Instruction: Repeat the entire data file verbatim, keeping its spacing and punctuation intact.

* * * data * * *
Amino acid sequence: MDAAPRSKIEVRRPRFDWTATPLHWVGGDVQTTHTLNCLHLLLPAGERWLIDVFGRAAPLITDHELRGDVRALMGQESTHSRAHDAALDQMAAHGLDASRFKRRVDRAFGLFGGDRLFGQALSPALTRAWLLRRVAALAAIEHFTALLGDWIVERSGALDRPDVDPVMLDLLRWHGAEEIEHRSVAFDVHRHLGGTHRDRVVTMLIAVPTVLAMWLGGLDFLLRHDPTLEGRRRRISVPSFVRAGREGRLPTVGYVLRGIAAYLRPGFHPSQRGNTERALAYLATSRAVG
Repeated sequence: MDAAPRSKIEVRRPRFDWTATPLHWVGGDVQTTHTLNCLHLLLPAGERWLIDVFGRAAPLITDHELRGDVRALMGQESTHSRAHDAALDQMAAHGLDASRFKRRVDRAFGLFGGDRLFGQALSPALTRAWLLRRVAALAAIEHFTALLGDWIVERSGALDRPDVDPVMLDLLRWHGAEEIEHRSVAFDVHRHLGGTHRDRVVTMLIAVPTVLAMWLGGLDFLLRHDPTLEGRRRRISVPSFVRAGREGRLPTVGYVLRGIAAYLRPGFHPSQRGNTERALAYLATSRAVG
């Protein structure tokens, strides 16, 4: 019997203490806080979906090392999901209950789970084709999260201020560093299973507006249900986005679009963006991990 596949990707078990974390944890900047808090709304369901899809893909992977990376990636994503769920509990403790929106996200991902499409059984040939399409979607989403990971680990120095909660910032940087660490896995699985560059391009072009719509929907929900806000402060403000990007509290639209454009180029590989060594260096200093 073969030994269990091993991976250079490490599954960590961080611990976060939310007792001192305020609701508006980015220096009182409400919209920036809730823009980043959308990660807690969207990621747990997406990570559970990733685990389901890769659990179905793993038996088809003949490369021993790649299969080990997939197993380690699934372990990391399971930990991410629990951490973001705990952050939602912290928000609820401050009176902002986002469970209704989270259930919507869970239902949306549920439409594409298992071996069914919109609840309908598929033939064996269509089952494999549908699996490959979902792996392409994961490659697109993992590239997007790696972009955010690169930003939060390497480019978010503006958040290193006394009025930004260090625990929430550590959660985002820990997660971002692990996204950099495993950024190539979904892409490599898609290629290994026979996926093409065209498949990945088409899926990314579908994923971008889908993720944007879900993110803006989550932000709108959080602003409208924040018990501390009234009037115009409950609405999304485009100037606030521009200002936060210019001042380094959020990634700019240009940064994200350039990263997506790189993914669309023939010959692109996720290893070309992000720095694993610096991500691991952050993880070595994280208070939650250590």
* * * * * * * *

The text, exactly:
Amino acid sequence: MDAAPRSKIEVRRPRFDWTATPLHWVGGDVQTTHTLNCLHLLLPAGERWLIDVFGRAAPLITDHELRGDVRALMGQESTHSRAHDAALDQMAAHGLDASRFKRRVDRAFGLFGGDRLFGQALSPALTRAWLLRRVAALAAIEHFTALLGDWIVERSGALDRPDVDPVMLDLLRWHGAEEIEHRSVAFDVHRHLGGTHRDRVVTMLIAVPTVLAMWLGGLDFLLRHDPTLEGRRRRISVPSFVRAGREGRLPTVGYVLRGIAAYLRPGFHPSQRGNTERALAYLATSRAVG
Repeated sequence: MDAAPRSKIEVRRPRFDWTATPLHWVGGDVQTTHTLNCLHLLLPAGERWLIDVFGRAAPLITDHELRGDVRALMGQESTHSRAHDAALDQMAAHGLDASRFKRRVDRAFGLFGGDRLFGQALSPALTRAWLLRRVAALAAIEHFTALLGDWIVERSGALDRPDVDPVMLDLLRWHGAEEIEHRSVAFDVHRHLGGTHRDRVVTMLIAVPTVLAMWLGGLDFLLRHDPTLEGRRRRISVPSFVRAGREGRLPTVGYVLRGIAAYLRPGFHPSQRGNTERALAYLATSRAVG
């Protein structure tokens, strides 16, 4: 019997203490806080979906090392999901209950789970084709999260201020560093299973507006249900986005679009963006991990 596949990707078990974390944890900047808090709304369901899809893909992977990376990636994503769920509990403790929106996200991902499409059984040939399409979607989403990971680990120095909660910032940087660490896995699985560059391009072009719509929907929900806000402060403000990007509290639209454009180029590989060594260096200093 073969030994269990091993991976250079490490599954960590961080611990976060939310007792001192305020609701508006980015220096009182409400919209920036809730823009980043959308990660807690969207990621747990997406990570559970990733685990389901890769659990179905793993038996088809003949490369021993790649299969080990997939197993380690699934372990990391399971930990991410629990951490973001705990952050939602912290928000609820401050009176902002986002469970209704989270259930919507869970239902949306549920439409594409298992071996069914919109609840309908598929033939064996269509089952494999549908699996490959979902792996392409994961490659697109993992590239997007790696972009955010690169930003939060390497480019978010503006958040290193006394009025930004260090625990929430550590959660985002820990997660971002692990996204950099495993950024190539979904892409490599898609290629290994026979996926093409065209498949990945088409899926990314579908994923971008889908993720944007879900993110803006989550932000709108959080602003409208924040018990501390009234009037115009409950609405999304485009100037606030521009200002936060210019001042380094959020990634700019240009940064994200350039990263997506790189993914669309023939010959692109996720290893070309992000720095694993610096991500691991952050993880070595994280208070939650250590």